Friday, November 23, 2007

The Political Allegory of Children's Stories

The Wizard of Oz, which was a political allegory about the economic and political conditions of late 19th Century America and Babar the Elephant, which was an allegory promoting French colonialism to Francophone Africa were both popular children's stories with some very heavy political and cultural overtones.

This post will briefly analyze the two allegories from a city planning perspective.

The Wizard of Oz

There several political historical interpretations of the story, for more information about this allegory check the wiki link:

The Characters of Interest from a city planning perspective:

The Tin Woodsman: Represents Industrial workers. The worker becomes like a machine, incapable of love. (Recall the Tin-man singing: "If I only had a heart.")

The Wicked Witch of the East: Symbolizes the large industrial corporations and eastern finance.

The Munchkins: Citizens of the east.

The Cyclone: The cyclone was used in the 1890s as a metaphor for a political revolution that would transform the drab country into a land of color and unlimited prosperity.

Now how would these characters and events hold up today? Would the Tin-man of today's eastern cities be rusted out to the core...or would the Tin-man have a southern accent after he moved down south in the 70's...or even perhaps a tan as the Tin-man eventually landed in the west coast giving rise to new major cities.?

Or maybe the Tin-man never left the East Coast at all...could he possibly be in cohoots with the Cowardly Lion and The Wizard in Emerald City to quench his ever lasting quench for oil?

Would the Wicked Witch of the East be alive today? Or did she just leave the eastern cities to crush the Wicked Witch of the West... And if she left the east, does that mean the munchkins of the east are free? ...or do they have a new witch that controls them now?

The cyclone of the 1890's has surely changed the the point where the countryside has been over developed and can no longer be a viable income for many farmers. If there were to be a cyclone today would it work in reverse brining political upheavel to drab and blighted cities of the rustbelt?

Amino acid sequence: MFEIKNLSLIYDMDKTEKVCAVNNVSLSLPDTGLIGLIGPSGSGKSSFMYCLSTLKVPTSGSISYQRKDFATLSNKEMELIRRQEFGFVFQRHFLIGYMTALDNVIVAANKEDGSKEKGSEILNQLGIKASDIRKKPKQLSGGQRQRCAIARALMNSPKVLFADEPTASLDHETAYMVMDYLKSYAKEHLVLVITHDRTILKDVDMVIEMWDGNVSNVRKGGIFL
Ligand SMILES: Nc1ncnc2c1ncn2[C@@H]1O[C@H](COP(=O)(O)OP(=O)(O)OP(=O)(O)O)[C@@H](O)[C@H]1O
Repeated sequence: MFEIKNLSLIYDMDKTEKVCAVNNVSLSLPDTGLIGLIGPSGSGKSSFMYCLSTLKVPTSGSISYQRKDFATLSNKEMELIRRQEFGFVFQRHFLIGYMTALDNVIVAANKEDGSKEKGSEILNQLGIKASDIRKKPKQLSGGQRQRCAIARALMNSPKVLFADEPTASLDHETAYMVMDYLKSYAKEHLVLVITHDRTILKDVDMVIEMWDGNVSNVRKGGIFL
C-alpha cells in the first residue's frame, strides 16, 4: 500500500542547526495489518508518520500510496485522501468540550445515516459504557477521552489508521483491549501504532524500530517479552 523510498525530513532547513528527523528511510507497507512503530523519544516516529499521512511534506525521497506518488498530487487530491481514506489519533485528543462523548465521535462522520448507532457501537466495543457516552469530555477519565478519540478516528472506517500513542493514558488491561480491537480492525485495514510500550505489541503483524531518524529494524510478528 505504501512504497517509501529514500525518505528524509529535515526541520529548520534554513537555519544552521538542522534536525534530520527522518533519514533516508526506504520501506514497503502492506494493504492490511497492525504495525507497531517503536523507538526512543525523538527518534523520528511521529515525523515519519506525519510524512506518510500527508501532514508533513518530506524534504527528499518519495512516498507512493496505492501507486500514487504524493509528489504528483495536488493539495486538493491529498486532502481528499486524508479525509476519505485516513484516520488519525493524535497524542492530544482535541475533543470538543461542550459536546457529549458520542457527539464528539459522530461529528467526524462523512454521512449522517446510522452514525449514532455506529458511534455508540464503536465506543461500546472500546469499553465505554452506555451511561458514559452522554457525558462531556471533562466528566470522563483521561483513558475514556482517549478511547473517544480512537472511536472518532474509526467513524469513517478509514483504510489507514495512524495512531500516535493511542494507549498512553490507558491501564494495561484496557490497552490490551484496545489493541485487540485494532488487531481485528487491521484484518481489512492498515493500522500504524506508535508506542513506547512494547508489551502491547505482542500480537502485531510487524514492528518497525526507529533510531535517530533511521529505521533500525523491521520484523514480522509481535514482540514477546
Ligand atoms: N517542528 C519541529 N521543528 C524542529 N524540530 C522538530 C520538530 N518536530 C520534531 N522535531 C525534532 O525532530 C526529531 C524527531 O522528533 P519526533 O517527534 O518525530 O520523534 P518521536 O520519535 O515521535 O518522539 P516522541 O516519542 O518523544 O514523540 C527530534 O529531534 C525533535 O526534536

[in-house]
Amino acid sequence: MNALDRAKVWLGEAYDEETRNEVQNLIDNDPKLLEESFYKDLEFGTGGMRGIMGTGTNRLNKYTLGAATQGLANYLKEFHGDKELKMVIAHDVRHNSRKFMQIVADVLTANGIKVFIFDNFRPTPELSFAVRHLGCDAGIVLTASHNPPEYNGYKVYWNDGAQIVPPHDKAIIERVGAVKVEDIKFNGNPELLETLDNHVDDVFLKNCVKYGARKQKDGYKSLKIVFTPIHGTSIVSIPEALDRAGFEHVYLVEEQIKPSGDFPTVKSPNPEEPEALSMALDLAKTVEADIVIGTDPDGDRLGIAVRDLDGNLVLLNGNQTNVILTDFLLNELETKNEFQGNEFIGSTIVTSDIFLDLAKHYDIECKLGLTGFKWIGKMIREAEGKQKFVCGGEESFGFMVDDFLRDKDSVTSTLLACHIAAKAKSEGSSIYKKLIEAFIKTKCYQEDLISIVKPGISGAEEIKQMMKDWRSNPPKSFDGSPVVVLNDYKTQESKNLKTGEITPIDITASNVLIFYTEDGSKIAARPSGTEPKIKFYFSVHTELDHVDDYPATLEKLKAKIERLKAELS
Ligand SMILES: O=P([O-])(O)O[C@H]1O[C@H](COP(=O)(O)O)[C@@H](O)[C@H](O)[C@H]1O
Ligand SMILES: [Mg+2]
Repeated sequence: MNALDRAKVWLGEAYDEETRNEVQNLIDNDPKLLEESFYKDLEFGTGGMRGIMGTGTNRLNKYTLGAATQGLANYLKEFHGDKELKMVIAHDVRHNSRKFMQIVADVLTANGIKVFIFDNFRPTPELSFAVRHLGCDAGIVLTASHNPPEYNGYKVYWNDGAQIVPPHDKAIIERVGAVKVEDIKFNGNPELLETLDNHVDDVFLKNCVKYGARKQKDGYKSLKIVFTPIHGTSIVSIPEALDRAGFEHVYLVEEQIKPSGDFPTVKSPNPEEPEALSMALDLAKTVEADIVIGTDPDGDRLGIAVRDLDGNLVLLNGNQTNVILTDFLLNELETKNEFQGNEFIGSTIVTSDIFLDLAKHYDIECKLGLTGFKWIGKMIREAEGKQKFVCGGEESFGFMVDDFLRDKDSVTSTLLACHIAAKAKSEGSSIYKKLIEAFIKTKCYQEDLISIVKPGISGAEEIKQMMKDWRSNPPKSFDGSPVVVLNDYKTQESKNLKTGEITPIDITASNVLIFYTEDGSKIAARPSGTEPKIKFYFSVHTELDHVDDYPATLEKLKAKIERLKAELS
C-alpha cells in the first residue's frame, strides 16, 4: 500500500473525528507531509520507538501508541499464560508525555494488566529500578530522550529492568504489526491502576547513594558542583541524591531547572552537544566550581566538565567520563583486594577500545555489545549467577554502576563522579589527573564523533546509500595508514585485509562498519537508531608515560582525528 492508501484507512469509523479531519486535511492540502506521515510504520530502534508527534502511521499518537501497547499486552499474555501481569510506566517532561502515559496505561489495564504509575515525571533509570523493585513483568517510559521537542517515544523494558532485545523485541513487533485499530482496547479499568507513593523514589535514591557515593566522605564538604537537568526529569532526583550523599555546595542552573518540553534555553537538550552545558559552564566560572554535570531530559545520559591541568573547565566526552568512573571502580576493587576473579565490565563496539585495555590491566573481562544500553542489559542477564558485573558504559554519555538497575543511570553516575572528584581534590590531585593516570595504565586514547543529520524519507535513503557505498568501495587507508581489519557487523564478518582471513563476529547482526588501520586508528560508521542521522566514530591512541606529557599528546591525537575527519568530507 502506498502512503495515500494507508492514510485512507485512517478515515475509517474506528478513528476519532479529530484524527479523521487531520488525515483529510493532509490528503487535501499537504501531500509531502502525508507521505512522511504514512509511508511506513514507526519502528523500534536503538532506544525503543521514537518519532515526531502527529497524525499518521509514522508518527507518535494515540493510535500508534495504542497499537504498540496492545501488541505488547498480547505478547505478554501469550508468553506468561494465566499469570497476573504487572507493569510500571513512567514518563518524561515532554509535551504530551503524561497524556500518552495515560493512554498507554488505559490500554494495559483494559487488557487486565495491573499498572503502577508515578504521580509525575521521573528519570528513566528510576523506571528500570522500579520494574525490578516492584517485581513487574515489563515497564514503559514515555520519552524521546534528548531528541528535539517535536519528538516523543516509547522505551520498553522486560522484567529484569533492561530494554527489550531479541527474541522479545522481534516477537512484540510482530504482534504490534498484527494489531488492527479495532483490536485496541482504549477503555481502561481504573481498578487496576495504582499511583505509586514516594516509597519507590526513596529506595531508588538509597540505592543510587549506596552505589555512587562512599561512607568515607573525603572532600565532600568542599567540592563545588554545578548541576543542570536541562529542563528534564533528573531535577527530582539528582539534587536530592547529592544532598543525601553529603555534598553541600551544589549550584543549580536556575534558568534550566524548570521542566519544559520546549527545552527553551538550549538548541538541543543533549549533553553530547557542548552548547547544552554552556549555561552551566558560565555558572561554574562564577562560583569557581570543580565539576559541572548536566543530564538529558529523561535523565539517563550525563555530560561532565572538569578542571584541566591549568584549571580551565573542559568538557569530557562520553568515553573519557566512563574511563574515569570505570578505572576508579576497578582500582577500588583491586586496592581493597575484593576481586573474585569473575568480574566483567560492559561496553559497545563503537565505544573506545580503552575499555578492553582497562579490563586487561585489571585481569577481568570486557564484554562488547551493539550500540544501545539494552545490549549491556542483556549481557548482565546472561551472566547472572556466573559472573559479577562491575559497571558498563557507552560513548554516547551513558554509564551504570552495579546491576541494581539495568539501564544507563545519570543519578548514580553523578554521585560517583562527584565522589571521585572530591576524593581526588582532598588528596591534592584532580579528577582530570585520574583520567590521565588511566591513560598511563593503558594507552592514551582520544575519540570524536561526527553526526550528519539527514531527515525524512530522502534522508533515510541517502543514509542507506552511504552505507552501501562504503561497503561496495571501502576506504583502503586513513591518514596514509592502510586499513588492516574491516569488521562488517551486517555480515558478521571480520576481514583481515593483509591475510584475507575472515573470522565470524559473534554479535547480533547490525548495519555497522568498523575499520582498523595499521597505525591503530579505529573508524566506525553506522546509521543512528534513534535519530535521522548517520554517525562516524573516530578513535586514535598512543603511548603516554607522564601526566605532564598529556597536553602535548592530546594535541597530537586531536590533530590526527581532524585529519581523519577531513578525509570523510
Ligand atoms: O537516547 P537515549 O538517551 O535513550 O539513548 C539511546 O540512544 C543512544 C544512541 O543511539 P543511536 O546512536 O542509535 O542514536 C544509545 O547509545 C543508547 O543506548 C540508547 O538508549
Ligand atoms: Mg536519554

Babar the Elephant

Babar was a popular children's book novel in France which first appeared in 1931. Leter, the books were turned into an animated series.

A Summary of Babar

After Babar witnesses the slaughter of his beloved mother, he flees from the jungle and finds his way to Paros where he is befriended by the Old Lady. Babar eventually returns to the Elephant realm following the death of the previous King. Babar is crowned king, marries his 3rd cousin twice removed Celeste, and founds the city of Celesteville. Babar, who tends to wear a bright green suit, introduces a very French form of western culture to the elephants, and causes them to dress in western attire.

Did the story of Babar help influence children's idea that western culture is civilized and all other ways of living are primitive? From a city planning prespective did the creation of a colonial city such as Celesteville benefit the elephant realm or did it just whitewash their existing culture? This may sound like a silly question but from what we know of colonilism, maintaining one's previous culture was often met with ridicule, segregation, dictatorship and violence.

What do you think?


Carls said...

I have to say I never thought of Babar like that. I'm gonna have to think about it for a bit.

First time I heard of the Wizard of Oz allegory was from Wicked. Which presents it from a different perspective. It's says much about this country and shows me there is much to be desired and makes it seem like there is very little middle ground.

Anonymous said...

Dont forget the scarecrow was based off of the studidity of the agricultural community at the time. And the Ruby slippers were not ruby at all, they made them ruby for the thecnocolor movie. The original slippers were silver for the power of silver during the time.